ABSTRACT: SIGNIFICANCE: Our study points to the existence of an oncogenic NFATc1-STAT3 cooperativity that mechanistically links inflammation with pancreatic cancer initiation and progression. Because NFATc1-STAT3 nucleoprotein complexes control the expression of gene networks at the intersection of inflammation and cancer, our study has significant relevance for potentially managing pancreatic cancer and other inflammatory-driven malignancies.

6 Article Disruption of a nuclear NFATc2 protein stabilization loop confers breast and pancreatic cancer growth suppression by zoledronic acid. 2011

Singh, Shiv K / Baumgart, Sandra / Singh, Garima / König, Alexander O / Reutlinger, Kristina / Hofbauer, Lorenz C / Barth, Peter / Gress, Thomas M / Lomberk, Gwen / Urrutia, Raul / Fernandez-Zapico, Martin E / Ellenrieder, Volker. ·Signaling and Transcription Laboratory, Department of Gastroenterology, Philipps-University of Marburg, D-35043 Marburg, Germany. ·J Biol Chem · Pubmed #21628454.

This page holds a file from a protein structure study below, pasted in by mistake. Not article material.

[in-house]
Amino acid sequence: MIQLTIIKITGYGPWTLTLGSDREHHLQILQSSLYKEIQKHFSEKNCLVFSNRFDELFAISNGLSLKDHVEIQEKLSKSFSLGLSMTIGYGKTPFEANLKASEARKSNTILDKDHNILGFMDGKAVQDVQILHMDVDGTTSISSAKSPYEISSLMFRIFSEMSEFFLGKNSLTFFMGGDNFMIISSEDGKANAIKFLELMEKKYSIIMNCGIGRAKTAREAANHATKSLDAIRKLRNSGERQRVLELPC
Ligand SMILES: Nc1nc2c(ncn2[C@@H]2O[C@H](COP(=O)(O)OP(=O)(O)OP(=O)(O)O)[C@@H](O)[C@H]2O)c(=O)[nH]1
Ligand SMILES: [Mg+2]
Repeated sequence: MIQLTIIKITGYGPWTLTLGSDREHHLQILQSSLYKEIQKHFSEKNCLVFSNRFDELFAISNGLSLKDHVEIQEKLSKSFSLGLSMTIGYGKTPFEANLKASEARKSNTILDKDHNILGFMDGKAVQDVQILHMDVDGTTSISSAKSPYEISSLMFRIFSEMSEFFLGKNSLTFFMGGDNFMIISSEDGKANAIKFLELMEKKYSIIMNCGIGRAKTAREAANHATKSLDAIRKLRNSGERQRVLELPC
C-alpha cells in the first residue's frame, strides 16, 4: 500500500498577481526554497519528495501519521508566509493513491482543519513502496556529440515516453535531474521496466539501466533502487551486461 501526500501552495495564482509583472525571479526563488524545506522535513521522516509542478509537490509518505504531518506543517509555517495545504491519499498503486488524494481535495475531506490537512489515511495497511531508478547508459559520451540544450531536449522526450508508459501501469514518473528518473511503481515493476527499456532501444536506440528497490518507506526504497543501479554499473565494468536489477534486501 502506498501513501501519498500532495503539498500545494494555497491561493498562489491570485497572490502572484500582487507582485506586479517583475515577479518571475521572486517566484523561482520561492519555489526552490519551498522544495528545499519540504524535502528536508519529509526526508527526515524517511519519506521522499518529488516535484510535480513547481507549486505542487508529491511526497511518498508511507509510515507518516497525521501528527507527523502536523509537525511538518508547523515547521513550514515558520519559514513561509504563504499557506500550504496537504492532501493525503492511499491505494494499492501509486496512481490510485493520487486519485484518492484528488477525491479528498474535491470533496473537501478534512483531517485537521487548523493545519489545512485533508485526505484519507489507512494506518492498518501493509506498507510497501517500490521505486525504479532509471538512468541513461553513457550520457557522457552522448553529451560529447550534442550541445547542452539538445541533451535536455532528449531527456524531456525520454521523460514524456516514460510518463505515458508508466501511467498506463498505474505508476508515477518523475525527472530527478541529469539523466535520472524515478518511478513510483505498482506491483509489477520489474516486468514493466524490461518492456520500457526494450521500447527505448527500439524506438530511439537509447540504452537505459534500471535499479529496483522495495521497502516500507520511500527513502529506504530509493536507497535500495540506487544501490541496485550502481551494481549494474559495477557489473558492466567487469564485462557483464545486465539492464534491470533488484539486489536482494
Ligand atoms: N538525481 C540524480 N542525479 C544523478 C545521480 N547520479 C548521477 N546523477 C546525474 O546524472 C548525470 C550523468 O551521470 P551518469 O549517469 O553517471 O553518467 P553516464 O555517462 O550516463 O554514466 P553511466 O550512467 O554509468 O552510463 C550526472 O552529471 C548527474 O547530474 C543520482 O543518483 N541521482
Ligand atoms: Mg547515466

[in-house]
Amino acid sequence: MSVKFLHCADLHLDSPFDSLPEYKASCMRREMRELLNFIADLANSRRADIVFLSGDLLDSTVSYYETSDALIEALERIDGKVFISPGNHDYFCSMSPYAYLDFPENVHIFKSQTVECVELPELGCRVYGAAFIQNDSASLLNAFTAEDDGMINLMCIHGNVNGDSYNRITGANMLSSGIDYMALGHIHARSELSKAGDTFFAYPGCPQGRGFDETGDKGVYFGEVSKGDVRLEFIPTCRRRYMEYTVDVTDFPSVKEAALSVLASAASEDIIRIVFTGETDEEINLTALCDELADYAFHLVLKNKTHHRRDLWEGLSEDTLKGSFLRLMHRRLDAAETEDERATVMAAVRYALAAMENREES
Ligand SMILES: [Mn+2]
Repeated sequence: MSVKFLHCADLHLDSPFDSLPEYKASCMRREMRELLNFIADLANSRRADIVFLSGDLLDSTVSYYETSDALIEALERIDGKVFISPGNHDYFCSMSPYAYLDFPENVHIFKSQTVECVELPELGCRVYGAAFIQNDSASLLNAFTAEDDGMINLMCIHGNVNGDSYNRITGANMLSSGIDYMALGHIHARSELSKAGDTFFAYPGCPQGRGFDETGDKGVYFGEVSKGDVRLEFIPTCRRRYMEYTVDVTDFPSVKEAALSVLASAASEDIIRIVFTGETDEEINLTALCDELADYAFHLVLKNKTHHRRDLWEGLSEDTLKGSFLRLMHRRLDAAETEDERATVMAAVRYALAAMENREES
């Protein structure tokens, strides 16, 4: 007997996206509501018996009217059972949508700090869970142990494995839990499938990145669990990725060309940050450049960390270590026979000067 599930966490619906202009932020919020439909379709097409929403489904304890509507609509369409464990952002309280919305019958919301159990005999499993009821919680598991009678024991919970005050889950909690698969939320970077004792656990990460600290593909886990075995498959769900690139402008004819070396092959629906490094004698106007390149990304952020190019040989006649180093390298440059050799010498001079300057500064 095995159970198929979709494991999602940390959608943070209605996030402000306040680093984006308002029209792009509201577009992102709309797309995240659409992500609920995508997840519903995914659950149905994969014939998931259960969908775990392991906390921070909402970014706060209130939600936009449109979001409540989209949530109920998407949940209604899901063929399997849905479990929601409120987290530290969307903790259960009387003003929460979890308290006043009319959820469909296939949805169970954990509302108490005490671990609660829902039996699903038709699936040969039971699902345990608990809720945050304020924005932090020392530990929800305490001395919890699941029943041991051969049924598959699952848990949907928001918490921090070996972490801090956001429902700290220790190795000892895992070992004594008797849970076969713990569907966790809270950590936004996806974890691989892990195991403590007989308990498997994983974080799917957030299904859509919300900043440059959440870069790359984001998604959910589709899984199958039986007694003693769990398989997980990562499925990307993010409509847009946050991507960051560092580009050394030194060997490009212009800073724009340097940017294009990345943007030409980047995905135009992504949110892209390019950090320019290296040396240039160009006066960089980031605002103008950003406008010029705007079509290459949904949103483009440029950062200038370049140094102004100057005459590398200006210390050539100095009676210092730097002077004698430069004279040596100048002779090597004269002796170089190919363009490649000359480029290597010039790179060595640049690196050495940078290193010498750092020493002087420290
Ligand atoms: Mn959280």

ABSTRACT: The aminobisphosphonate zoledronic acid has elicited significant attention due to its remarkable anti-tumoral activity, although its detailed mechanism of action remains unclear. Here, we demonstrate the existence of a nuclear GSK-3β-NFATc2 stabilization pathway that promotes breast and pancreatic cancer growth in vitro and in vivo and serves as a bona fide target of zoledronic acid. Specifically, the serine/threonine kinase GSK-3β stabilizes nuclear NFATc2 through phosphorylation of the serine-rich SP2 domain, thus protecting the transcription factor from E3-ubiquitin ligase HDM2-mediated proteolysis. Zoledronic acid disrupts this NFATc2 stabilization pathway through two mechanisms, namely GSK-3β inhibition and induction of HDM2 activity. Upon nuclear accumulation, HDM2 targets unphosphorylated NFATc2 for ubiquitination at acceptor lysine residues Lys-684/Lys-897 and hence labels the factor for subsequent proteasomal degradation. Conversely, mutagenesis-induced constitutive serine phosphorylation (Ser-215, Ser-219, and Ser-223) of the SP2 domain prevents NFATc2 from HDM2-mediated ubiquitination and degradation and consequently rescues cancer cells from growth suppression by zoledronic acid. In conclusion, this study demonstrates a critical role of the GSK-3β-HDM2 signaling loop in the regulation of NFATc2 protein stability and growth promotion and suggests that double targeting of this pathway is responsible, at least to a significant part, for the potent and reliable anti-tumoral effects of zoledronic acid.